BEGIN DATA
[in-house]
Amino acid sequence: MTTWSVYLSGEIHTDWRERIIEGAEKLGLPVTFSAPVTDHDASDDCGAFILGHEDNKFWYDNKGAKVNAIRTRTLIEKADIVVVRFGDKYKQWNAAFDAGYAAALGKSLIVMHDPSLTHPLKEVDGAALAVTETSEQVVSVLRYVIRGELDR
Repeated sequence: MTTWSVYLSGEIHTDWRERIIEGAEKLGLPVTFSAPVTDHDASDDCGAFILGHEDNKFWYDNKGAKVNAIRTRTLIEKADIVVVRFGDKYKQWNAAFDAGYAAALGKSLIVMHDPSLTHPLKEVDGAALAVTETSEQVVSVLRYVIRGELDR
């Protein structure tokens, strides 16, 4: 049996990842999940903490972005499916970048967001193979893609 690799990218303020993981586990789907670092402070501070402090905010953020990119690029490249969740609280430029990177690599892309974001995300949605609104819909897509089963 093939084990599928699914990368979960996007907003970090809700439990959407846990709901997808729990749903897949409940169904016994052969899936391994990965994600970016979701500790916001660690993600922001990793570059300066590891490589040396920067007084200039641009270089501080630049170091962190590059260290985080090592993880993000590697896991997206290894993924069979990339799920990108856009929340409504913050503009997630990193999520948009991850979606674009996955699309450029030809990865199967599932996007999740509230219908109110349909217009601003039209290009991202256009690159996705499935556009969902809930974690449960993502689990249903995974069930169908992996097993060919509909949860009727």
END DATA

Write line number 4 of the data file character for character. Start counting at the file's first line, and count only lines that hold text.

């Protein structure tokens, strides 16, 4: 049996990842999940903490972005499916970048967001193979893609 690799990218303020993981586990789907670092402070501070402090905010953020990119690029490249969740609280430029990177690599892309974001995300949605609104819909897509089963 093939084990599928699914990368979960996007907003970090809700439990959407846990709901997808729990749903897949409940169904016994052969899936391994990965994600970016979701500790916001660690993600922001990793570059300066590891490589040396920067007084200039641009270089501080630049170091962190590059260290985080090592993880993000590697896991997206290894993924069979990339799920990108856009929340409504913050503009997630990193999520948009991850979606674009996955699309450029030809990865199967599932996007999740509230219908109110349909217009601003039209290009991202256009690159996705499935556009969902809930974690449960993502689990249903995974069930169908992996097993060919509909949860009727």